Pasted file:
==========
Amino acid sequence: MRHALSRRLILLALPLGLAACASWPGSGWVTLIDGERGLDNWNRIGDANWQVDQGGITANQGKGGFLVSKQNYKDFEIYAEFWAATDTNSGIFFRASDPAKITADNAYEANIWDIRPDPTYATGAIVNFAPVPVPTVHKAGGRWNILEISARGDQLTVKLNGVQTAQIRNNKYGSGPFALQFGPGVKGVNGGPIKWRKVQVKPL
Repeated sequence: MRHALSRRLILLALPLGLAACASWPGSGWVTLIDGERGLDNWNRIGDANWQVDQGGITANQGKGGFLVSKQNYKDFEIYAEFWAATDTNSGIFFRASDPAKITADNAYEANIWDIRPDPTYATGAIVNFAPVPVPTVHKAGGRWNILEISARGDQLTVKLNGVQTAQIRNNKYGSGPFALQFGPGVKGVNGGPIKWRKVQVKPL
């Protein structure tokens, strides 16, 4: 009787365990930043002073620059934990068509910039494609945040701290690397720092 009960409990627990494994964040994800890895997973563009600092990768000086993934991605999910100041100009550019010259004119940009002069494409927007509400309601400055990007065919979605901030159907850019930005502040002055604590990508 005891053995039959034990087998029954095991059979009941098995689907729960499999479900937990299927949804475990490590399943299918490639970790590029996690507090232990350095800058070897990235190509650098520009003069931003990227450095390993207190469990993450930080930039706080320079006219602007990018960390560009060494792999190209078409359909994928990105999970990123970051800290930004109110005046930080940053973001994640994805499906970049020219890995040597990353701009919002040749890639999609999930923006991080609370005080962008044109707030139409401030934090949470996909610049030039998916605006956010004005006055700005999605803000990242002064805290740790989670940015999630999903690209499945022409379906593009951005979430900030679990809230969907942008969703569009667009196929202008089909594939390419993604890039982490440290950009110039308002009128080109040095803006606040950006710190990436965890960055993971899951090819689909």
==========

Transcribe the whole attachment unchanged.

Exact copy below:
Amino acid sequence: MRHALSRRLILLALPLGLAACASWPGSGWVTLIDGERGLDNWNRIGDANWQVDQGGITANQGKGGFLVSKQNYKDFEIYAEFWAATDTNSGIFFRASDPAKITADNAYEANIWDIRPDPTYATGAIVNFAPVPVPTVHKAGGRWNILEISARGDQLTVKLNGVQTAQIRNNKYGSGPFALQFGPGVKGVNGGPIKWRKVQVKPL
Repeated sequence: MRHALSRRLILLALPLGLAACASWPGSGWVTLIDGERGLDNWNRIGDANWQVDQGGITANQGKGGFLVSKQNYKDFEIYAEFWAATDTNSGIFFRASDPAKITADNAYEANIWDIRPDPTYATGAIVNFAPVPVPTVHKAGGRWNILEISARGDQLTVKLNGVQTAQIRNNKYGSGPFALQFGPGVKGVNGGPIKWRKVQVKPL
């Protein structure tokens, strides 16, 4: 009787365990930043002073620059934990068509910039494609945040701290690397720092 009960409990627990494994964040994800890895997973563009600092990768000086993934991605999910100041100009550019010259004119940009002069494409927007509400309601400055990007065919979605901030159907850019930005502040002055604590990508 005891053995039959034990087998029954095991059979009941098995689907729960499999479900937990299927949804475990490590399943299918490639970790590029996690507090232990350095800058070897990235190509650098520009003069931003990227450095390993207190469990993450930080930039706080320079006219602007990018960390560009060494792999190209078409359909994928990105999970990123970051800290930004109110005046930080940053973001994640994805499906970049020219890995040597990353701009919002040749890639999609999930923006991080609370005080962008044109707030139409401030934090949470996909610049030039998916605006956010004005006055700005999605803000990242002064805290740790989670940015999630999903690209499945022409379906593009951005979430900030679990809230969907942008969703569009667009196929202008089909594939390419993604890039982490440290950009110039308002009128080109040095803006606040950006710190990436965890960055993971899951090819689909």